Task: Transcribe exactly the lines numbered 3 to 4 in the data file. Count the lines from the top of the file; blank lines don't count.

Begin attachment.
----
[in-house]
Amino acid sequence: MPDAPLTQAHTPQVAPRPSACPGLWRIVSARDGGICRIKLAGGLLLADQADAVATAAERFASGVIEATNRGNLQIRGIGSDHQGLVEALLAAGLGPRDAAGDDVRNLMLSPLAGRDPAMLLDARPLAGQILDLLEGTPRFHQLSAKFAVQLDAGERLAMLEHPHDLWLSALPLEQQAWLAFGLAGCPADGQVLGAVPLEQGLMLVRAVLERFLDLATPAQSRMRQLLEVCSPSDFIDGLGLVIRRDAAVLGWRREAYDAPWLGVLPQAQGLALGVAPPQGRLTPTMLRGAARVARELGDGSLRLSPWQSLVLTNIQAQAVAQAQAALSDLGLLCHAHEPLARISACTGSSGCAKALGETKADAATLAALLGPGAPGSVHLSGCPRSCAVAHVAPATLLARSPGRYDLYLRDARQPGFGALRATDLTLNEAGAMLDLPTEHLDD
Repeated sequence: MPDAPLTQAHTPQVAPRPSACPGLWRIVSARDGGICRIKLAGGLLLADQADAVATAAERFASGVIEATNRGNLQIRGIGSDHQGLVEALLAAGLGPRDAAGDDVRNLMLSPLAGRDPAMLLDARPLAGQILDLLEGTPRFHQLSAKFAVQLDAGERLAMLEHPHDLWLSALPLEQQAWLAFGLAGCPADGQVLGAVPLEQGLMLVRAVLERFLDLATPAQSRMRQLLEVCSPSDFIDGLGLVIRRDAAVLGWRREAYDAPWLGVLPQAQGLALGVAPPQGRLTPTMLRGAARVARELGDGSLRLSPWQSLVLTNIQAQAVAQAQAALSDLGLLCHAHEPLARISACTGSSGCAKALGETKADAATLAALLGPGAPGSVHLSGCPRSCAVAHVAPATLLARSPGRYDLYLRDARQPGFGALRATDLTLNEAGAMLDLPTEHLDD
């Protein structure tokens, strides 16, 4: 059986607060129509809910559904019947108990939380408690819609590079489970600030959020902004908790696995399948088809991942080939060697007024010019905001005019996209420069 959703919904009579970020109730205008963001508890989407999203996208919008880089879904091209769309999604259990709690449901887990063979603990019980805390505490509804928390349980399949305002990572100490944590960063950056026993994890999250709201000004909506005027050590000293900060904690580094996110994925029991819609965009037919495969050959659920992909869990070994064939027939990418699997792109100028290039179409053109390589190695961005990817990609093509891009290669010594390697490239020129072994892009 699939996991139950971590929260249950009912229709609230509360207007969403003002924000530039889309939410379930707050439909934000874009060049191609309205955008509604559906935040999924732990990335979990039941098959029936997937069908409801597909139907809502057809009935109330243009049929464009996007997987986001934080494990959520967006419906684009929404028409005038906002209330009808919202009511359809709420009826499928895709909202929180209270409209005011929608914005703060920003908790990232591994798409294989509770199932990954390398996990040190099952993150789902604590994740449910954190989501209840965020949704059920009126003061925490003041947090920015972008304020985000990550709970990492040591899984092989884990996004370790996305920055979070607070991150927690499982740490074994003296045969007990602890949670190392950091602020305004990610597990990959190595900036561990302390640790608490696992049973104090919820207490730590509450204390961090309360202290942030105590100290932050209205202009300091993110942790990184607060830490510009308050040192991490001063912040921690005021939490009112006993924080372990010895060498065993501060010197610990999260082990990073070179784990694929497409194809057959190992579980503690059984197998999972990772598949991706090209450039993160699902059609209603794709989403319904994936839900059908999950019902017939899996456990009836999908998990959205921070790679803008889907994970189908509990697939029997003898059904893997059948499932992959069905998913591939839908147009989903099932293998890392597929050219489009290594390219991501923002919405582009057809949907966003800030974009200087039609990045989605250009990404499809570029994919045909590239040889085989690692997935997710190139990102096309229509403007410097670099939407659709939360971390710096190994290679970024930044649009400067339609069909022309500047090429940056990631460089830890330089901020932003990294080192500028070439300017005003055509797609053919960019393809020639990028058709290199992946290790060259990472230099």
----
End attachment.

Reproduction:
Repeated sequence: MPDAPLTQAHTPQVAPRPSACPGLWRIVSARDGGICRIKLAGGLLLADQADAVATAAERFASGVIEATNRGNLQIRGIGSDHQGLVEALLAAGLGPRDAAGDDVRNLMLSPLAGRDPAMLLDARPLAGQILDLLEGTPRFHQLSAKFAVQLDAGERLAMLEHPHDLWLSALPLEQQAWLAFGLAGCPADGQVLGAVPLEQGLMLVRAVLERFLDLATPAQSRMRQLLEVCSPSDFIDGLGLVIRRDAAVLGWRREAYDAPWLGVLPQAQGLALGVAPPQGRLTPTMLRGAARVARELGDGSLRLSPWQSLVLTNIQAQAVAQAQAALSDLGLLCHAHEPLARISACTGSSGCAKALGETKADAATLAALLGPGAPGSVHLSGCPRSCAVAHVAPATLLARSPGRYDLYLRDARQPGFGALRATDLTLNEAGAMLDLPTEHLDD
């Protein structure tokens, strides 16, 4: 059986607060129509809910559904019947108990939380408690819609590079489970600030959020902004908790696995399948088809991942080939060697007024010019905001005019996209420069 959703919904009579970020109730205008963001508890989407999203996208919008880089879904091209769309999604259990709690449901887990063979603990019980805390505490509804928390349980399949305002990572100490944590960063950056026993994890999250709201000004909506005027050590000293900060904690580094996110994925029991819609965009037919495969050959659920992909869990070994064939027939990418699997792109100028290039179409053109390589190695961005990817990609093509891009290669010594390697490239020129072994892009 699939996991139950971590929260249950009912229709609230509360207007969403003002924000530039889309939410379930707050439909934000874009060049191609309205955008509604559906935040999924732990990335979990039941098959029936997937069908409801597909139907809502057809009935109330243009049929464009996007997987986001934080494990959520967006419906684009929404028409005038906002209330009808919202009511359809709420009826499928895709909202929180209270409209005011929608914005703060920003908790990232591994798409294989509770199932990954390398996990040190099952993150789902604590994740449910954190989501209840965020949704059920009126003061925490003041947090920015972008304020985000990550709970990492040591899984092989884990996004370790996305920055979070607070991150927690499982740490074994003296045969007990602890949670190392950091602020305004990610597990990959190595900036561990302390640790608490696992049973104090919820207490730590509450204390961090309360202290942030105590100290932050209205202009300091993110942790990184607060830490510009308050040192991490001063912040921690005021939490009112006993924080372990010895060498065993501060010197610990999260082990990073070179784990694929497409194809057959190992579980503690059984197998999972990772598949991706090209450039993160699902059609209603794709989403319904994936839900059908999950019902017939899996456990009836999908998990959205921070790679803008889907994970189908509990697939029997003898059904893997059948499932992959069905998913591939839908147009989903099932293998890392597929050219489009290594390219991501923002919405582009057809949907966003800030974009200087039609990045989605250009990404499809570029994919045909590239040889085989690692997935997710190139990102096309229509403007410097670099939407659709939360971390710096190994290679970024930044649009400067339609069909022309500047090429940056990631460089830890330089901020932003990294080192500028070439300017005003055509797609053919960019393809020639990028058709290199992946290790060259990472230099």